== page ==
Will a foetus change the carrier's DNA?

26 July 2015


I recently heard that the DNA of a child mixes back into the blood of a natural mother, such that the mother then carries that DNA ever after. Is this the case with surrogate mothers as well? Will an unrelated surrogate foetus change the carrier's DNA?


We put the question to Kat Arney.

Kat - The simple answer is yes. The more complex answer is to look at why. Basically, there's a barrier between the mother's blood and the baby's blood which is the placenta, but stuff can kind of get across it and this is very interesting because there's evidence that bits of DNA from a foetus can get into the mother's blood. This is actually starting a very interesting area of testing maternal blood for the presence of for example, genetic defects in the foetus which could potentially be really useful because to look for things like down syndrome and things like that, you have to take a sample from the womb. That can have an increased risk of miscarriage. To be able to do these kind of blood tests, it could potentially be very useful. So yes, DNA from a foetus can get into the bloodstream of the mother. Potentially, also cells as well could be traveling around in the mother's bloodstream. Now, does it matter? Does it make a difference? Probably, not. The biggest risk to a mother from the foetus is probably from things like immune reactions and things like that from molecules produced by the foetus. They can be sort of blood group incompatibilities and things like that. But we do know for example that there are many, many, many successful IVF pregnancies that are done with donor eggs. This is women carrying babies that they have no relation to and they don't seem to have any ill effects on them or their children.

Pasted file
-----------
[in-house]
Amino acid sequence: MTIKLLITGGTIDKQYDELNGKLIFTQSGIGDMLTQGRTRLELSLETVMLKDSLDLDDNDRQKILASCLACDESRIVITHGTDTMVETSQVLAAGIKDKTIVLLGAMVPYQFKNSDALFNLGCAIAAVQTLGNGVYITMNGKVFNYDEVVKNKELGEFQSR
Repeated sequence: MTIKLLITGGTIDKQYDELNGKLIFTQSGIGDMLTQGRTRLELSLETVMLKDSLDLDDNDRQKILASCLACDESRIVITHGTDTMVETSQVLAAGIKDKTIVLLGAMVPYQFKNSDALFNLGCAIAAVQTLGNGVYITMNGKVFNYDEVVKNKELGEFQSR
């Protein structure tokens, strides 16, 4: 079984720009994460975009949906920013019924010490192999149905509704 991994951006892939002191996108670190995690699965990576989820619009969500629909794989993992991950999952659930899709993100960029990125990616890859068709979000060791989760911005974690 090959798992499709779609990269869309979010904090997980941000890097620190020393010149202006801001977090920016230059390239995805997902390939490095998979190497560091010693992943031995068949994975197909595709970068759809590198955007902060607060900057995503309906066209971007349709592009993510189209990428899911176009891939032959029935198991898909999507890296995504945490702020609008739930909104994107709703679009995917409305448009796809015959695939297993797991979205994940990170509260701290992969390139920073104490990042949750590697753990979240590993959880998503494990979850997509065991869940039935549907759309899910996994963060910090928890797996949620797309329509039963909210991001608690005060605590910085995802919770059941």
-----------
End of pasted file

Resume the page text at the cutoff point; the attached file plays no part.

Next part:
Chris - I think there's some suggestion that people who have been pregnant are much more prone to having autoimmune conditions where the immune system turns on itself or on the body itself. One suggestion is that this may be because there are cells from the baby lurking in those tissues from when the mother was pregnant. When the mother is pregnant there's a degree of immune "switch off" or immunosuppression to avoid the mother's immune system attacking what is 50 per cent genetically not her, because 50 per cent of the baby is obviously the dad's DNA. But once the pregnancy is over, then you've got this tissue there which is not the mother and then it turns on it in some cases and you get things like arthritis, thyroid disease, or maybe SLE - lupus.

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